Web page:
I was listening most often, I recall, to WCCO-FM from Minneapolis, which was playing (and I have no idea what the format would be called) most but not all of the hits: I don’t think I’d ever heard the Jacksons’ single until this morning. Nor, looking further down that week’s chart, am I as familiar with Kiss’ “Hard Luck Woman” as I am with the rest of the Top 20. Those omissions from my data bank should give a clue to the station’s format, whatever it was called. (And I bet regular reader and pal Yah Shure knows what the format was without needing those clues.)

Anyway, I shivered and planned my return to college in the spring, and I listened to the radio a lot. But I don’t think I heard any of the six records that sat at the very bottom of the Billboard Hot 100 thirty-six years ago today.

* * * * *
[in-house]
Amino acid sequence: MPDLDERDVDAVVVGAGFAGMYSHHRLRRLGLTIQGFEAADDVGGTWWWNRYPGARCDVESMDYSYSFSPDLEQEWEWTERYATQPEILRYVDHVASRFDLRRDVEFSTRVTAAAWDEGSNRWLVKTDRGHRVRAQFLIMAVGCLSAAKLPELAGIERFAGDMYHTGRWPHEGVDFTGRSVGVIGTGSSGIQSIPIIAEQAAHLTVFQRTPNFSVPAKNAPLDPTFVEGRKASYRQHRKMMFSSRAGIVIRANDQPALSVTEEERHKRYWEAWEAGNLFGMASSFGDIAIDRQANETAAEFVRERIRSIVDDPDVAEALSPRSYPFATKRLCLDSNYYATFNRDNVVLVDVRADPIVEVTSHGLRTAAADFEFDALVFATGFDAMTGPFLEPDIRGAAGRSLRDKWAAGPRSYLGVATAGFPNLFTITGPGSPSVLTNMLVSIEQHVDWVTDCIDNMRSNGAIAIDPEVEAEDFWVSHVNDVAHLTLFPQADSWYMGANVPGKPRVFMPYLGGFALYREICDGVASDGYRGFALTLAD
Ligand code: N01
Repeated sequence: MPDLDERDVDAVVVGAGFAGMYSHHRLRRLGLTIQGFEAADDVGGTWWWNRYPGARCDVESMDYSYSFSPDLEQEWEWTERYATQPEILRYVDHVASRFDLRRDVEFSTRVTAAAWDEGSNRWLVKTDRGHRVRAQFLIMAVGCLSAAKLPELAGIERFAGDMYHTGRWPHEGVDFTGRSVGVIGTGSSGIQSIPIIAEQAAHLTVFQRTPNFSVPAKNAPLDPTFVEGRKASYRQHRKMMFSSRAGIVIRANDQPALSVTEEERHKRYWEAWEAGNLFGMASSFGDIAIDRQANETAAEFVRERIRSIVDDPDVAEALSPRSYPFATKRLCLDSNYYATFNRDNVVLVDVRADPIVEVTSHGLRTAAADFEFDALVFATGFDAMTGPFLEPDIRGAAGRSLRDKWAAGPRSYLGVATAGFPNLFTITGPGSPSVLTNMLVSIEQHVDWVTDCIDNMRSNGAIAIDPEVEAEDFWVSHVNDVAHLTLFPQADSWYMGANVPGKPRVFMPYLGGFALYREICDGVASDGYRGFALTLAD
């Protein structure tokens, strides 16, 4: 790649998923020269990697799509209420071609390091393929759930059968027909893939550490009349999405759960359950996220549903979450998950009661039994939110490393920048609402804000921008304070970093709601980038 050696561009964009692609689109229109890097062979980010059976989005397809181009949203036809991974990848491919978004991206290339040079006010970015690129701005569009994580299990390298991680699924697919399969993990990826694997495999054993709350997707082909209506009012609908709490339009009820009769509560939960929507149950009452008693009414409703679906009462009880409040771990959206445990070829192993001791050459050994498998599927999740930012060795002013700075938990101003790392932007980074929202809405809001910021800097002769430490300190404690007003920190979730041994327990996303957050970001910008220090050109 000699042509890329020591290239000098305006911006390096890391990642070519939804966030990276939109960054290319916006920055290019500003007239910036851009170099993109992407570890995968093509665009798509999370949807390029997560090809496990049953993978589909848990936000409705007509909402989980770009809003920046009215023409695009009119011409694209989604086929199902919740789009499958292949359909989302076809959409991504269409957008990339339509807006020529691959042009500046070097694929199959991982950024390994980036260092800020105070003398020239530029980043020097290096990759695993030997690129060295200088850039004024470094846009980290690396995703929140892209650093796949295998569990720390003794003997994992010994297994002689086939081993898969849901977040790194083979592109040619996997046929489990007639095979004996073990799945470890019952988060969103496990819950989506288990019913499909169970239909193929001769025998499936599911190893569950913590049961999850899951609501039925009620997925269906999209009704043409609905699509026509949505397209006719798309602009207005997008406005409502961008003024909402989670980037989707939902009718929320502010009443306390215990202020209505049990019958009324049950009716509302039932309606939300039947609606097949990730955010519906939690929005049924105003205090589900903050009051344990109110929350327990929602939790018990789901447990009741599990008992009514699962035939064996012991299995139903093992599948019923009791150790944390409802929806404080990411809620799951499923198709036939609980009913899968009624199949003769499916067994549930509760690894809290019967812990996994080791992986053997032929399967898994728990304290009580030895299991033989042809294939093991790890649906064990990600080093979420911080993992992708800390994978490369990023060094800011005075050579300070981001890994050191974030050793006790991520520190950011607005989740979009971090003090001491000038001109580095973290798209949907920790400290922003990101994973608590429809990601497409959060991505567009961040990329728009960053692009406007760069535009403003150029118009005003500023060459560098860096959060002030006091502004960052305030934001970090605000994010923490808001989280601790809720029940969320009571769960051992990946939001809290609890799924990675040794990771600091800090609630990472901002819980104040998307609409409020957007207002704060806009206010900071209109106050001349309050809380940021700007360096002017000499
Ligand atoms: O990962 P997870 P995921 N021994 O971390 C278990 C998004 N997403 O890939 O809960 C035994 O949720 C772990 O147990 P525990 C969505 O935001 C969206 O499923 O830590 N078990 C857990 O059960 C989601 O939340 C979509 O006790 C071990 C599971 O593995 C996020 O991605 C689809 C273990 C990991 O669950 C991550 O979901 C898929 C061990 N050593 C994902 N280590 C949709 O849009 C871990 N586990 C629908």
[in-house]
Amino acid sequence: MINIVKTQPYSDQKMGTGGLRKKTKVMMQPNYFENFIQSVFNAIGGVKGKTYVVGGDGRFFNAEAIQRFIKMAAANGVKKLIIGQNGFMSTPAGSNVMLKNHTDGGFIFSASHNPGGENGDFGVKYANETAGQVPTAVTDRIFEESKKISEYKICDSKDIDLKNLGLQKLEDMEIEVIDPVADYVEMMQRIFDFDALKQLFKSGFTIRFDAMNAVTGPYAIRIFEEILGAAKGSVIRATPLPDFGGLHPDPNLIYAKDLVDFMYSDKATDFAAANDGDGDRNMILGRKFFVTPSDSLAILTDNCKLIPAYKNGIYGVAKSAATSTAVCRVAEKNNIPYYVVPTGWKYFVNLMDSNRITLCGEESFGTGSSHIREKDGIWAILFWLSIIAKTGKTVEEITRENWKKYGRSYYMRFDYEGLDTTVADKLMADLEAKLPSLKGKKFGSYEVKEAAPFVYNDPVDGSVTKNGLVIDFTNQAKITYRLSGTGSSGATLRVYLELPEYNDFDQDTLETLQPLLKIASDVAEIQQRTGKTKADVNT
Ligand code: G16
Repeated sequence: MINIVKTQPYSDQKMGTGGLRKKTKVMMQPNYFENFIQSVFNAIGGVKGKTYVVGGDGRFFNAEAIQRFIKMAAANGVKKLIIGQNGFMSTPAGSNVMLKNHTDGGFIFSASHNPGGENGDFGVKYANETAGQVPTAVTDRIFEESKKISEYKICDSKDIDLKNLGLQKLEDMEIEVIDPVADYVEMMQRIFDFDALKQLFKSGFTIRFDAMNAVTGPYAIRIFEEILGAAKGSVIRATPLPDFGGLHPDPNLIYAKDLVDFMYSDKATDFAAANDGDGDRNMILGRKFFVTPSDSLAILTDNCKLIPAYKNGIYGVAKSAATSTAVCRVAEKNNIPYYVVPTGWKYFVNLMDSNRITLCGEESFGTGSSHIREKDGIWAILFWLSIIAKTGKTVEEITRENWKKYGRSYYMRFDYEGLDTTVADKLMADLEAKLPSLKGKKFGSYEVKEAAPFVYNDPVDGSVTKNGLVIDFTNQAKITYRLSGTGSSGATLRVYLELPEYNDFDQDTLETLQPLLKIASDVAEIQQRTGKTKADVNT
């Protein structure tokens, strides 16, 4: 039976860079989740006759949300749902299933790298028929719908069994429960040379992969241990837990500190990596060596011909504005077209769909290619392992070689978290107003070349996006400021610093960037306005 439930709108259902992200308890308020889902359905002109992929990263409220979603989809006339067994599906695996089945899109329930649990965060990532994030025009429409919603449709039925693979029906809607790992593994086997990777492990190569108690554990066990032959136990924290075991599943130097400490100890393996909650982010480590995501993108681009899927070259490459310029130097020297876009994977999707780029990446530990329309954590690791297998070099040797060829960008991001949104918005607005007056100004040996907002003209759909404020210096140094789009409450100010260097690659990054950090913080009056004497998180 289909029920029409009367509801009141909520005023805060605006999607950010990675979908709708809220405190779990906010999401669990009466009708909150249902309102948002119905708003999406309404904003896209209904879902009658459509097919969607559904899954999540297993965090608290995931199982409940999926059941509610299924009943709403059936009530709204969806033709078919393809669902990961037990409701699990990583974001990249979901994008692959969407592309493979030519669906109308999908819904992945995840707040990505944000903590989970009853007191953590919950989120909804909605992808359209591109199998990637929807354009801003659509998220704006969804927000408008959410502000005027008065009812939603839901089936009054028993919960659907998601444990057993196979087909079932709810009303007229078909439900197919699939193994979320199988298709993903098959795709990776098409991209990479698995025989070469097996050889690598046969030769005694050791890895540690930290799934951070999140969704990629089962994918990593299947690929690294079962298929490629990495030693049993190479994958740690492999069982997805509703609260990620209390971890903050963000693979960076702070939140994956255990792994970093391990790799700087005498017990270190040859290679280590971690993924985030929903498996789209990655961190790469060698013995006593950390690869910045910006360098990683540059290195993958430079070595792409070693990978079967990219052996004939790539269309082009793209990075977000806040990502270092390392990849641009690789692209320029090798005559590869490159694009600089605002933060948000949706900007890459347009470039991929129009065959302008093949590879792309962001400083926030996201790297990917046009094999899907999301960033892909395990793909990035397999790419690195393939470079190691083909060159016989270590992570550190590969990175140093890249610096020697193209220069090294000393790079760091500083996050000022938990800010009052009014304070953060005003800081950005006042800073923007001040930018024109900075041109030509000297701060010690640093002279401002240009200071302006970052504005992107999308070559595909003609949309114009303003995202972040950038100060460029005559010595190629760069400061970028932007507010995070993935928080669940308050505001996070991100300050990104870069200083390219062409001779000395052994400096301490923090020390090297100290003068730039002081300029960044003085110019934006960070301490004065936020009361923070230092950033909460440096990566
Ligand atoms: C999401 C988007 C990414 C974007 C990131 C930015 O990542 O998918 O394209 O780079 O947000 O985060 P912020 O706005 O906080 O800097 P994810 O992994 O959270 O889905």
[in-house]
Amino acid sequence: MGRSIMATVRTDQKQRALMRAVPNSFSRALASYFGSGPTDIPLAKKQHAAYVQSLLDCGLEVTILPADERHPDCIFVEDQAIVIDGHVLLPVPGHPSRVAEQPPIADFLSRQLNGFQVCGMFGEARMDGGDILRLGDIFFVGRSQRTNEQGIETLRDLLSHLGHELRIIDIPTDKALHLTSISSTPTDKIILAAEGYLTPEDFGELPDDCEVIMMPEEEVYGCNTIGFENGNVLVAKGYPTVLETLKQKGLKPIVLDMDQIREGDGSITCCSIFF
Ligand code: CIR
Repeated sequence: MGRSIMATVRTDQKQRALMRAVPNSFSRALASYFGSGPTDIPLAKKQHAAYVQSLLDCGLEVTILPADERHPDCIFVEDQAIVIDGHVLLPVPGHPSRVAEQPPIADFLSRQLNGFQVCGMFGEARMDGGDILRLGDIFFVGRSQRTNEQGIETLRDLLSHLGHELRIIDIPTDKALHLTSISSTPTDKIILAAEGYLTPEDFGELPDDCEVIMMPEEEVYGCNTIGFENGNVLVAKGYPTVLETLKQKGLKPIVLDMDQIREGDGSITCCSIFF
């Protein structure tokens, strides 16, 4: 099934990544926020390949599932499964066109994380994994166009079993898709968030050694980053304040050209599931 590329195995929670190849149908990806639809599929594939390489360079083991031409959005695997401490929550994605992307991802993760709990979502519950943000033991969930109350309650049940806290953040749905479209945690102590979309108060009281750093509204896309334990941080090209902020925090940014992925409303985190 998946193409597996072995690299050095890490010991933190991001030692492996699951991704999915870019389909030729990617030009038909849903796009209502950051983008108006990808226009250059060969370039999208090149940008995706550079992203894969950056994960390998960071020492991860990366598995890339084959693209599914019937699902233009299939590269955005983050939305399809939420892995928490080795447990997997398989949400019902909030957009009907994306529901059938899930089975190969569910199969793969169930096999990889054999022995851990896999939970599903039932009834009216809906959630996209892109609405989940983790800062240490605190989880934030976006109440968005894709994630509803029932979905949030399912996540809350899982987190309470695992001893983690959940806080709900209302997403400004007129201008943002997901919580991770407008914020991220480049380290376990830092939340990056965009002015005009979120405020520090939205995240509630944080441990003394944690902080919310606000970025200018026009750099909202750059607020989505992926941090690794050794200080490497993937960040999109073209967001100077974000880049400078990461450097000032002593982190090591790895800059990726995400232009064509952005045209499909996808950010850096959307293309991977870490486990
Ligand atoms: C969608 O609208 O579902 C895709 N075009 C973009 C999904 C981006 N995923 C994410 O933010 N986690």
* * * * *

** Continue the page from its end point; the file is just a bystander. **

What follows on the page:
I don’t know the work of Norman Connors very well at all, but one listen to his version of “Betcha By Golly Wow” tells me that I need to know more. The track, featuring an amazing vocal by Phyllis Hyman, was on Connors’ 1977 album You Are My Starship, and a single edit (or so I assume, based on the length of the album track and the running time listed on the 45 label) was bubbling under at No. 105 thirty-six years ago today. The fourth single by Connors to reach or bubble under the Hot 100, “Betcha By Golly Wow” would peak at No. 102 and get to No. 29 on the R&B chart. (“You Are My Starship,” featuring a vocal by Michael Henderson, had reached No 27 on the pop chart and No. 4 on the R&B chart in the autumn of 1976; the album would go to No. 39.) The lovely saxophone solo was evidently the work – based on the credits at All-Music Guide, which might be complete – of either Gary Bartz or Carter Jefferson